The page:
DVRs help ward off cord-cutting as digital video consumption rises

Michelle Clancy ©RapidTVNews | 06-01-2012

Good news for pay-TV: new research has determined that DVRs are playing a significant role in combatting cord-cutting and preserving consumers’ cable and satellite television subscriptions.
A new study from Deloitte’s State of the Media Democracy practice found that DVRs represent an opportunity for cable and satellite TV providers in the US. Respondents said that using a DVR is the second-most preferred means of watching one’s favourite TV show. Yet, only 44% of those surveyed have DVR functionality, indicating an untapped market.
“Consumers have shown that they value DVR functionality, yet the majority of Americans don’t have a DVR in the home. This represents a potential opportunity for cable and satellite TV providers,” said Phil Asmundson, vice chairman and U.S. media & telecommunications sector leader for Deloitte. “In a world where consumers have other ways to access content, the DVR may be an underutilised service that could serve as a value-add for new and existing subscribers at minimal cost to cable and satellite TV companies.”
It's not exactly a newsflash, but the findings also revealed that digital movie and e-book consumption is on the rise, driven by the proliferation of compatible devices, particularly on new platforms like smartphones and tablets. As recently as 2009, only 28% of Americans reported streaming a movie; today, 42% report streaming.
The key? It's simply getting easier. "Movies are available on a wider array of platforms – home TV via cable, satellite, DVD, pay-per-view, Internet and online via streaming/downloading to a personal computer, gaming console, smartphone or tablet," the report noted.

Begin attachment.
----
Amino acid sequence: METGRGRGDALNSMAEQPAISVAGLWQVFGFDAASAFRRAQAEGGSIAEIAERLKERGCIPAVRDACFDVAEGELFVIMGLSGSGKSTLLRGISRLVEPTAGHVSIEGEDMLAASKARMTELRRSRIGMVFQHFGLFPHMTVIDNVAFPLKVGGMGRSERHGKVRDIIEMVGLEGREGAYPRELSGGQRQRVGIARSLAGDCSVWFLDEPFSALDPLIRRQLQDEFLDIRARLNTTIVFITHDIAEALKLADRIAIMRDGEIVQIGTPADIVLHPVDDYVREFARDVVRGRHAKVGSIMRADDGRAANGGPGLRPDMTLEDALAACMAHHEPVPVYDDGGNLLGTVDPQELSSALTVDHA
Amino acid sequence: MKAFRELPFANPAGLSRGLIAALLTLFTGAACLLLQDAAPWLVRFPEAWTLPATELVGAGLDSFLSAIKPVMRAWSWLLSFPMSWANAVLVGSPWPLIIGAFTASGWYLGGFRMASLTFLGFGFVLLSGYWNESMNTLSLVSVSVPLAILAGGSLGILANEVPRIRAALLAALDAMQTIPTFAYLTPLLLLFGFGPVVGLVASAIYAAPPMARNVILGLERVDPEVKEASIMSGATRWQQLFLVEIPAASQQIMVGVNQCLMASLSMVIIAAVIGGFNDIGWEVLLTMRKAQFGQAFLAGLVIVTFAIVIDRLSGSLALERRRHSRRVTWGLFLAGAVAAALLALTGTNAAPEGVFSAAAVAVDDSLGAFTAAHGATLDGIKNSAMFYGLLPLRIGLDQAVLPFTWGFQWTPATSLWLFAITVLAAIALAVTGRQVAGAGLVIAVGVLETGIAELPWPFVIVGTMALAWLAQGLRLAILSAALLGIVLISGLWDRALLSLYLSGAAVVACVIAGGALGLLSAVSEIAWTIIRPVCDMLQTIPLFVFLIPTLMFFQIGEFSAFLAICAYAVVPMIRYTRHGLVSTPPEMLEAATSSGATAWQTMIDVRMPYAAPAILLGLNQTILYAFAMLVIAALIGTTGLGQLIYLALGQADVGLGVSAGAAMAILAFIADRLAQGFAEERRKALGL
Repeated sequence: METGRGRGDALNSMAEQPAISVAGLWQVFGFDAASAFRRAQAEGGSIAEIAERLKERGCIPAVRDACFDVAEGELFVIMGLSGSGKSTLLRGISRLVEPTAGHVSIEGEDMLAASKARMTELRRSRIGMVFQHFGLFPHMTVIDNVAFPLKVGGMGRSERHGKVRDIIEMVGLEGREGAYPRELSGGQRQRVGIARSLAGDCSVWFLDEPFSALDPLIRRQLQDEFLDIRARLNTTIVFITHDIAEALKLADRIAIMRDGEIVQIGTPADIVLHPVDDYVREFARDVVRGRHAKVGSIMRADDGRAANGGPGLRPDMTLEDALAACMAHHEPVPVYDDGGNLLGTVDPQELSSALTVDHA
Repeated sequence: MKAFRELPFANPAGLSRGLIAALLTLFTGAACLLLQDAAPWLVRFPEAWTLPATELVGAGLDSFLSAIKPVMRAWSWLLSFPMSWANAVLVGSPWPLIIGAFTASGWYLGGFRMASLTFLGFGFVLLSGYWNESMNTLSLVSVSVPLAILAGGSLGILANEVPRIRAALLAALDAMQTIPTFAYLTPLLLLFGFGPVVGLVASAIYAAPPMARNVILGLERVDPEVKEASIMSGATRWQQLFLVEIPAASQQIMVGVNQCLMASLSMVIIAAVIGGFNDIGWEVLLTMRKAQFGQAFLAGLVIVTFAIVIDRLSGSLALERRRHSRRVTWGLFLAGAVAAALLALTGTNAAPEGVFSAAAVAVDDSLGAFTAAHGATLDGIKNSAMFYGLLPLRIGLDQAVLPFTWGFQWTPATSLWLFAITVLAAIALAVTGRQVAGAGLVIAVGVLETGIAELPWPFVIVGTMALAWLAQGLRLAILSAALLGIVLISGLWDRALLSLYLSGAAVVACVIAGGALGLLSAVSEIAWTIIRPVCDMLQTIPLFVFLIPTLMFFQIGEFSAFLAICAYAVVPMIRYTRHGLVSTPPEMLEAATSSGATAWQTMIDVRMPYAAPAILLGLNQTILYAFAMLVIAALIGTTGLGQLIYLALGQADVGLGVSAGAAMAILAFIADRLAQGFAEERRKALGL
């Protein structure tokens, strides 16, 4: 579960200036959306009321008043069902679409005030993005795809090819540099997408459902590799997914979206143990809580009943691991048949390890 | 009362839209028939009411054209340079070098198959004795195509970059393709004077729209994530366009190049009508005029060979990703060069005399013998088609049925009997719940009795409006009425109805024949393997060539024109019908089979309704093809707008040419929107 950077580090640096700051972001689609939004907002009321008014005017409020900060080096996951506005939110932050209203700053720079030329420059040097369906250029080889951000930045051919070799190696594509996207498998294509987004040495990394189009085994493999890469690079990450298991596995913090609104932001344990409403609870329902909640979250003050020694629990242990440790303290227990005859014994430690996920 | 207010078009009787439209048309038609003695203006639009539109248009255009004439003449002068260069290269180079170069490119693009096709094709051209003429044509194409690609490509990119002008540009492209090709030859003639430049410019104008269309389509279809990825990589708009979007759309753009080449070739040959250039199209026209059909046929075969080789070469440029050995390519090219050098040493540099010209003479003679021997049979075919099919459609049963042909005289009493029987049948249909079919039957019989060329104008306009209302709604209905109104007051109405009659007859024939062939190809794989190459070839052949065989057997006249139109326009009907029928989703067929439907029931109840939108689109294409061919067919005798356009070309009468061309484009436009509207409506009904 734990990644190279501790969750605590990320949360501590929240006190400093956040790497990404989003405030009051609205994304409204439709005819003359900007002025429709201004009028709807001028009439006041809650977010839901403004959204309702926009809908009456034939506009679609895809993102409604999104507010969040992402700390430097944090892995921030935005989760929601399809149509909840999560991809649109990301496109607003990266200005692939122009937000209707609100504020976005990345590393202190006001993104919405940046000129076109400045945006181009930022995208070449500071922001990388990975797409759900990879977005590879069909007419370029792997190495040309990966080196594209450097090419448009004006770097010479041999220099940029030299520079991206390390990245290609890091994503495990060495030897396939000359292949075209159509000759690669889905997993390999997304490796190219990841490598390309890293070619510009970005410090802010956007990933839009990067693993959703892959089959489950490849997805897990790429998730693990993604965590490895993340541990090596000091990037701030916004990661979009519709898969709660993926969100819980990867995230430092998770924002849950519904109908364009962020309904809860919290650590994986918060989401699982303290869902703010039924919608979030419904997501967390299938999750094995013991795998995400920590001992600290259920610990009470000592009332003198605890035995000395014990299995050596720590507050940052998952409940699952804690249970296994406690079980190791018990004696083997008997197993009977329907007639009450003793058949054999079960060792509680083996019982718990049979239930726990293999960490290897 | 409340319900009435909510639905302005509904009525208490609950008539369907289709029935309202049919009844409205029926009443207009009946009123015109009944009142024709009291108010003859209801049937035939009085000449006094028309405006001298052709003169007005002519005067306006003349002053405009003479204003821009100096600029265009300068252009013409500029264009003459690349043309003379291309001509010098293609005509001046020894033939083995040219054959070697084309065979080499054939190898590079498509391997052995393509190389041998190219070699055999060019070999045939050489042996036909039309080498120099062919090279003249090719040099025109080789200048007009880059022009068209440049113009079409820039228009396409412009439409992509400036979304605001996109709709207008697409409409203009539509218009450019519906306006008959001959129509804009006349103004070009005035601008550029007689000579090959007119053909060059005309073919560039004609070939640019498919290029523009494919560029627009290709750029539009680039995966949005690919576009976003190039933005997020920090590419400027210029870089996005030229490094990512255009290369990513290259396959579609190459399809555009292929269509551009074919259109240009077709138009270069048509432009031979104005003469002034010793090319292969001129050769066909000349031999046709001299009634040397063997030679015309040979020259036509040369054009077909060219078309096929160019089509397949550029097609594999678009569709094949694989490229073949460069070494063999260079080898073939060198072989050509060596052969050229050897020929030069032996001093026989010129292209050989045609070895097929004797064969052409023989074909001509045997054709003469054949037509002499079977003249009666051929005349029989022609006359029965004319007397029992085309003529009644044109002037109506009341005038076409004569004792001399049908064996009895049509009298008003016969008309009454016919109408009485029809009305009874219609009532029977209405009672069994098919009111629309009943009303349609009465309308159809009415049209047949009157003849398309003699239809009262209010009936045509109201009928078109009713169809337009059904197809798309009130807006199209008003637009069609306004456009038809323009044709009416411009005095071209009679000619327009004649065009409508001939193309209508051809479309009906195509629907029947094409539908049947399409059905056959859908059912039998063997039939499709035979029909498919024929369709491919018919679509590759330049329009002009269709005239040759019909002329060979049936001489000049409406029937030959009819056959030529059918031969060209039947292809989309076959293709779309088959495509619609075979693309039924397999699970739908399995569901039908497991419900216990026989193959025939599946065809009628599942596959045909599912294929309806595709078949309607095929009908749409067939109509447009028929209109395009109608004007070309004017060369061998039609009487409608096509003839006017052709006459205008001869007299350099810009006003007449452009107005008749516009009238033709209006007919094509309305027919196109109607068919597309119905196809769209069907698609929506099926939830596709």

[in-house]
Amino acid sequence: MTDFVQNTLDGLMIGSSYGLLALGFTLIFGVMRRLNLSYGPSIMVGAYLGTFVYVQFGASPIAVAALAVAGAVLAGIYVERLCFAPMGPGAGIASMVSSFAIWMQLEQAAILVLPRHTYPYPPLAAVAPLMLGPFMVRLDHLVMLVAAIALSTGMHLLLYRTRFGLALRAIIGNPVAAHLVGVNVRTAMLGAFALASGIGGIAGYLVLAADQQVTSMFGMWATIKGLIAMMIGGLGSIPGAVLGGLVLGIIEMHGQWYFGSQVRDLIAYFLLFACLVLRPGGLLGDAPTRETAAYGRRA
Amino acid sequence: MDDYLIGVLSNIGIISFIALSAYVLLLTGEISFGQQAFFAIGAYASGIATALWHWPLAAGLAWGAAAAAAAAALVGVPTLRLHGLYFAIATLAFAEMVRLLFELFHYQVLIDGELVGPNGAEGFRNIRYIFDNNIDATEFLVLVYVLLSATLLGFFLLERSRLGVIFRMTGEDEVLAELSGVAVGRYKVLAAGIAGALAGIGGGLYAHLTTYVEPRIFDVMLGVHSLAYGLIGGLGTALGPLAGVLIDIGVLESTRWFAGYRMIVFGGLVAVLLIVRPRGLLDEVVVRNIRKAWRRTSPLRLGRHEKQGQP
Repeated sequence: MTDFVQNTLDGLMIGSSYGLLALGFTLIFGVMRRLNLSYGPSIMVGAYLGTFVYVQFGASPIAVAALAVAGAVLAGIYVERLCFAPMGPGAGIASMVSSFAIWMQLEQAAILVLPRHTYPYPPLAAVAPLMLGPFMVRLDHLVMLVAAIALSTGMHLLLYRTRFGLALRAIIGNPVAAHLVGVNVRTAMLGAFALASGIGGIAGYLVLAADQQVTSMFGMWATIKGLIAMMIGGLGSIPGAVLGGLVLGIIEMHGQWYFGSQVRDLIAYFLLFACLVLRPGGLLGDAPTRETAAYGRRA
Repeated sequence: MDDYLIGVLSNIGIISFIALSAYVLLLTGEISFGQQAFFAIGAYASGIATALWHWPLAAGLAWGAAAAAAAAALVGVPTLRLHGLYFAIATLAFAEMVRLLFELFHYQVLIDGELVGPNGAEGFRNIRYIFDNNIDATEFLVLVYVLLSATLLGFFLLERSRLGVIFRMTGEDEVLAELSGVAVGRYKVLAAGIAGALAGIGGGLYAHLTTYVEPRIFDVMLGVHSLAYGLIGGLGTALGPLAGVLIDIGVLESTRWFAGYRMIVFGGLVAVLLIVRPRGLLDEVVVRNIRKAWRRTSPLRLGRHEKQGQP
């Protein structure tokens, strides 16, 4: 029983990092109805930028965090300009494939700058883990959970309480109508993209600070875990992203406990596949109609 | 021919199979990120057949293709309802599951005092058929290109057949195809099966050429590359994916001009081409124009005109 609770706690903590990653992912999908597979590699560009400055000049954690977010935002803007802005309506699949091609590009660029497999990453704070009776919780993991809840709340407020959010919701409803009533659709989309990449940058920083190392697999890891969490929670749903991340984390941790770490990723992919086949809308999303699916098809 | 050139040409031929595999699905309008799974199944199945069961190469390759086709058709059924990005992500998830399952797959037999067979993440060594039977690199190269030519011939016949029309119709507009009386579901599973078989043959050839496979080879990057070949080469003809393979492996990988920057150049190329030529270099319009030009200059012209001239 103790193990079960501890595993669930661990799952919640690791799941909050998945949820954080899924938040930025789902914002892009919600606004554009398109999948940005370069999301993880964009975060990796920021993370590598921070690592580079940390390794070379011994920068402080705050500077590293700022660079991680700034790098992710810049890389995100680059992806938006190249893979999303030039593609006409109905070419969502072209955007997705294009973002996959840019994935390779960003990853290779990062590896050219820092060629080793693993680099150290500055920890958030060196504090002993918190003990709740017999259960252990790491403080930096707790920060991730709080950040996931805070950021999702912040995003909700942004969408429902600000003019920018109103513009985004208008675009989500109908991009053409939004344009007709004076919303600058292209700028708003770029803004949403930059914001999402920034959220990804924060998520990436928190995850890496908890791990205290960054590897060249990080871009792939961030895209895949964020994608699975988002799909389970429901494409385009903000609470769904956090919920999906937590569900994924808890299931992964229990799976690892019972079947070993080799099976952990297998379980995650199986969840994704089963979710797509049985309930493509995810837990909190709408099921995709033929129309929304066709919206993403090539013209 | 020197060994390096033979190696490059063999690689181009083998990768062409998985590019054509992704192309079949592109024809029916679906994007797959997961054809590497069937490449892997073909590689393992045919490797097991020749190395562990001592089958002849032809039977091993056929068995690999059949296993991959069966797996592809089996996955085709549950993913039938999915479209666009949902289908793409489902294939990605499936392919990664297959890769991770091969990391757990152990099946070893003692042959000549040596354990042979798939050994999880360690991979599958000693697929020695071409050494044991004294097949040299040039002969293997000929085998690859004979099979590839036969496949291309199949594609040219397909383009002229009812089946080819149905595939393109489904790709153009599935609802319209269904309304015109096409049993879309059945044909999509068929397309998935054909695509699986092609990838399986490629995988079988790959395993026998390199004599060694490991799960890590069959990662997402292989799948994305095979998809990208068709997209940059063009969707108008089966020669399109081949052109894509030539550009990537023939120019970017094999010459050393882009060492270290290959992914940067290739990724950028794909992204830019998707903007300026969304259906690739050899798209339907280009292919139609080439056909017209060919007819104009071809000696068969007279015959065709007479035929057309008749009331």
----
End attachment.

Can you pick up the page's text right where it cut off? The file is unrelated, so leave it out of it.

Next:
Moreover, the number of people citing streaming delivery of a movie to their computer or television as their favourite way of watching a movie rose to 14% from 4% in 2009. And the percentage of non-consumers is dropping as well. In 2007, 37% of people said that they had not viewed a movie via purchase or rental during the past six months. In 2011, that percentage was only 19%.
"Our data shows that while Americans may be less interested in physical content, their appetite for digital content continues to grow," said Asmundson.
He also raised the cord-cutting spectre: “Consumers may be watching fewer television shows and movies on TV, or reading fewer physical copies of books and newspapers, but they have not stopped consuming the content. They are simply watching or reading on different media or platforms."
A number of Americans have already cut, or are exploring cutting their pay TV connection entirely, he said. Deloitte’s survey found that 9% of people have already cut the cord and 11% are considering doing so because they can watch almost all of their favourite shows online. An additional 15% of respondents said that they will most likely watch movies, television programmes, and videos from online digital sources (via download or streamed over the Internet) in the near future.
Meanwhile, when it comes to smartphones, Americans are beginning to use them as “all in one” devices for a number of different tasks. “Smartphones allow consumers to greatly expand a phone’s functionality by downloading different applications, said Asmundson. ”As the costs for these types of devices, apps and the wireless services that come with them continue to fall, consumers are starting to shift their behaviour, taking advantage of connectivity, performance, and portability that rivals and often beats that of a laptop."
He also noted that as 4G rollouts continue and new smartphone technology is introduced, makers of single purpose devices may need to adopt similar business models if they want to remain competitive.